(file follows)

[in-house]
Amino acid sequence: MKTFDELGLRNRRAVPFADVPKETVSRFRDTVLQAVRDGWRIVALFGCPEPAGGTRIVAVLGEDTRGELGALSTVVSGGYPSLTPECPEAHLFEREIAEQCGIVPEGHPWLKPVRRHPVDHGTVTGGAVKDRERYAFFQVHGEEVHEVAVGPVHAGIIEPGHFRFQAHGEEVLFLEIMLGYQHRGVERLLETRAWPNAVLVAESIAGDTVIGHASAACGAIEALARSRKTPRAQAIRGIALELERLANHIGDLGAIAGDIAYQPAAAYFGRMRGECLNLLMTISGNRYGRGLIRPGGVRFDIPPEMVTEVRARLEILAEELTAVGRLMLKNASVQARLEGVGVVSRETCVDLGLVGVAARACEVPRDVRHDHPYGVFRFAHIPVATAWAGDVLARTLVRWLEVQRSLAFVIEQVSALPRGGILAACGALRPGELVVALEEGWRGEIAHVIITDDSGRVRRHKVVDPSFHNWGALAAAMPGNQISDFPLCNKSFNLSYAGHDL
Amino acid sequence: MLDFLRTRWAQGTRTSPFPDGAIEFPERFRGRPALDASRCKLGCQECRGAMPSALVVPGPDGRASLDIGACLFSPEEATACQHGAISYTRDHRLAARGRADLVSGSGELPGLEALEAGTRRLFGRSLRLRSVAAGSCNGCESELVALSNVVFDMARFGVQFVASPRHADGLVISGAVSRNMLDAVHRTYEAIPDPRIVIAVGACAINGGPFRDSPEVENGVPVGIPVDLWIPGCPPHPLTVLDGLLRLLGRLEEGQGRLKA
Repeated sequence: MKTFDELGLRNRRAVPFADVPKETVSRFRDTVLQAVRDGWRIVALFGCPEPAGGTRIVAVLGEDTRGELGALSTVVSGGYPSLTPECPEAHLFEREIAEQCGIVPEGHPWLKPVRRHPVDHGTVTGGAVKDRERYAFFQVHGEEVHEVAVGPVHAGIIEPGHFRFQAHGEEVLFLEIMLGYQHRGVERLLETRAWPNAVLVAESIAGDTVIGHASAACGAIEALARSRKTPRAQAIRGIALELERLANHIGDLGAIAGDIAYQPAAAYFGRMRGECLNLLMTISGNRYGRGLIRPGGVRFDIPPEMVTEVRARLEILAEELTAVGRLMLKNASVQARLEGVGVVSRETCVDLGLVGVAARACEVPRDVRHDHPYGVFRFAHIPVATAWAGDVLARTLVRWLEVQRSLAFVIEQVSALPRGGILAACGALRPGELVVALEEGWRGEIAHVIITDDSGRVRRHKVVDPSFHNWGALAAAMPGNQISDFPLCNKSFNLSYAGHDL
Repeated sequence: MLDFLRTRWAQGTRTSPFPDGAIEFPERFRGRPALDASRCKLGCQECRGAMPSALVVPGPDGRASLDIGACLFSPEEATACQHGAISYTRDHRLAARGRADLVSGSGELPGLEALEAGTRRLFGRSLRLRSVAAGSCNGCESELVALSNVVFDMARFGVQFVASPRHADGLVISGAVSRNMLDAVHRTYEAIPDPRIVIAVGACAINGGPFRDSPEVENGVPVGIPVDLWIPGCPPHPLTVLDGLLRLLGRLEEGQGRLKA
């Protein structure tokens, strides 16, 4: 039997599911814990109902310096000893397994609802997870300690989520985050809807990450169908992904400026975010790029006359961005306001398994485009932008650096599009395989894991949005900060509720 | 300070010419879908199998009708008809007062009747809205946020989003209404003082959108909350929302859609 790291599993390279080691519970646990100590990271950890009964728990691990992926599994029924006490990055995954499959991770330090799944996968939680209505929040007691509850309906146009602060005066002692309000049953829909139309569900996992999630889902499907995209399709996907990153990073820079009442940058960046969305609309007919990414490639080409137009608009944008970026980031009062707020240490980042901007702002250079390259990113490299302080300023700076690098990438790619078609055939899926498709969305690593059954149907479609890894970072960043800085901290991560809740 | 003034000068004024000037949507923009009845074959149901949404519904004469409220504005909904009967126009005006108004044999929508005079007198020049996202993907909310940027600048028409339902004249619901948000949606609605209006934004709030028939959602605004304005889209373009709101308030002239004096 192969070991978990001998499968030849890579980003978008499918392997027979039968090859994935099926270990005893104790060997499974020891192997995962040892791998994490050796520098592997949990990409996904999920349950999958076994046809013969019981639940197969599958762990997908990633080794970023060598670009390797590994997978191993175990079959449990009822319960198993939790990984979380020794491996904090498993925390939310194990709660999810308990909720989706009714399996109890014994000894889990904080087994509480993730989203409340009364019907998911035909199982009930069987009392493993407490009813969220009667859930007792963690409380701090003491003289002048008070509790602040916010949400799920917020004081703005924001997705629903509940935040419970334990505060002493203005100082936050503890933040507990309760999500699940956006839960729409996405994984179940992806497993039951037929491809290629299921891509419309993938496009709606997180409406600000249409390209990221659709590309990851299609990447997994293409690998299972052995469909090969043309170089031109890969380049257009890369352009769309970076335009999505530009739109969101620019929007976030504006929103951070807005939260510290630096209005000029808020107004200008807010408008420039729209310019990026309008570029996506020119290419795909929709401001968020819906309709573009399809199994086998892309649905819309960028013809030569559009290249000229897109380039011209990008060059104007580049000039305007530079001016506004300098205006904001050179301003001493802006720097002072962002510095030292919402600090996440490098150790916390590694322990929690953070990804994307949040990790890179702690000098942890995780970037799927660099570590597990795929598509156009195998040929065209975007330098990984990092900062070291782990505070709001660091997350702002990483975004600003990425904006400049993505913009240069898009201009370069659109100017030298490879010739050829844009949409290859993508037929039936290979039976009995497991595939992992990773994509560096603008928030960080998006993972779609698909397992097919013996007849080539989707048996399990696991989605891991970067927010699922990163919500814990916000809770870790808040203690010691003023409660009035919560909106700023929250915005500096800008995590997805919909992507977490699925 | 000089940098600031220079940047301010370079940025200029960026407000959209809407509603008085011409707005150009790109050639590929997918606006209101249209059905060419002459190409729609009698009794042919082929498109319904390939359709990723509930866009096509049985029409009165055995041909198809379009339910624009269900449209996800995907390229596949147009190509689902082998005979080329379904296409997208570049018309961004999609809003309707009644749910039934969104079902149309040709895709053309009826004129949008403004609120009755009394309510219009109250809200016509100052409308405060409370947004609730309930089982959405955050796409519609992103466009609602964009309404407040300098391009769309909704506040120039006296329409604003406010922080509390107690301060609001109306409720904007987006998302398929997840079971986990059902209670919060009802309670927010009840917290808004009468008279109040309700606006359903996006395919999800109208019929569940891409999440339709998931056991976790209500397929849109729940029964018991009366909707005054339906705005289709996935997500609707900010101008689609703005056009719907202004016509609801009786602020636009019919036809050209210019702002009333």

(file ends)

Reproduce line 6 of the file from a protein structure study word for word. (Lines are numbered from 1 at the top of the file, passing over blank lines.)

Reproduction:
């Protein structure tokens, strides 16, 4: 039997599911814990109902310096000893397994609802997870300690989520985050809807990450169908992904400026975010790029006359961005306001398994485009932008650096599009395989894991949005900060509720 | 300070010419879908199998009708008809007062009747809205946020989003209404003082959108909350929302859609 790291599993390279080691519970646990100590990271950890009964728990691990992926599994029924006490990055995954499959991770330090799944996968939680209505929040007691509850309906146009602060005066002692309000049953829909139309569900996992999630889902499907995209399709996907990153990073820079009442940058960046969305609309007919990414490639080409137009608009944008970026980031009062707020240490980042901007702002250079390259990113490299302080300023700076690098990438790619078609055939899926498709969305690593059954149907479609890894970072960043800085901290991560809740 | 003034000068004024000037949507923009009845074959149901949404519904004469409220504005909904009967126009005006108004044999929508005079007198020049996202993907909310940027600048028409339902004249619901948000949606609605209006934004709030028939959602605004304005889209373009709101308030002239004096 192969070991978990001998499968030849890579980003978008499918392997027979039968090859994935099926270990005893104790060997499974020891192997995962040892791998994490050796520098592997949990990409996904999920349950999958076994046809013969019981639940197969599958762990997908990633080794970023060598670009390797590994997978191993175990079959449990009822319960198993939790990984979380020794491996904090498993925390939310194990709660999810308990909720989706009714399996109890014994000894889990904080087994509480993730989203409340009364019907998911035909199982009930069987009392493993407490009813969220009667859930007792963690409380701090003491003289002048008070509790602040916010949400799920917020004081703005924001997705629903509940935040419970334990505060002493203005100082936050503890933040507990309760999500699940956006839960729409996405994984179940992806497993039951037929491809290629299921891509419309993938496009709606997180409406600000249409390209990221659709590309990851299609990447997994293409690998299972052995469909090969043309170089031109890969380049257009890369352009769309970076335009999505530009739109969101620019929007976030504006929103951070807005939260510290630096209005000029808020107004200008807010408008420039729209310019990026309008570029996506020119290419795909929709401001968020819906309709573009399809199994086998892309649905819309960028013809030569559009290249000229897109380039011209990008060059104007580049000039305007530079001016506004300098205006904001050179301003001493802006720097002072962002510095030292919402600090996440490098150790916390590694322990929690953070990804994307949040990790890179702690000098942890995780970037799927660099570590597990795929598509156009195998040929065209975007330098990984990092900062070291782990505070709001660091997350702002990483975004600003990425904006400049993505913009240069898009201009370069659109100017030298490879010739050829844009949409290859993508037929039936290979039976009995497991595939992992990773994509560096603008928030960080998006993972779609698909397992097919013996007849080539989707048996399990696991989605891991970067927010699922990163919500814990916000809770870790808040203690010691003023409660009035919560909106700023929250915005500096800008995590997805919909992507977490699925 | 000089940098600031220079940047301010370079940025200029960026407000959209809407509603008085011409707005150009790109050639590929997918606006209101249209059905060419002459190409729609009698009794042919082929498109319904390939359709990723509930866009096509049985029409009165055995041909198809379009339910624009269900449209996800995907390229596949147009190509689902082998005979080329379904296409997208570049018309961004999609809003309707009644749910039934969104079902149309040709895709053309009826004129949008403004609120009755009394309510219009109250809200016509100052409308405060409370947004609730309930089982959405955050796409519609992103466009609602964009309404407040300098391009769309909704506040120039006296329409604003406010922080509390107690301060609001109306409720904007987006998302398929997840079971986990059902209670919060009802309670927010009840917290808004009468008279109040309700606006359903996006395919999800109208019929569940891409999440339709998931056991976790209500397929849109729940029964018991009366909707005054339906705005289709996935997500609707900010101008689609703005056009719907202004016509609801009786602020636009019919036809050209210019702002009333």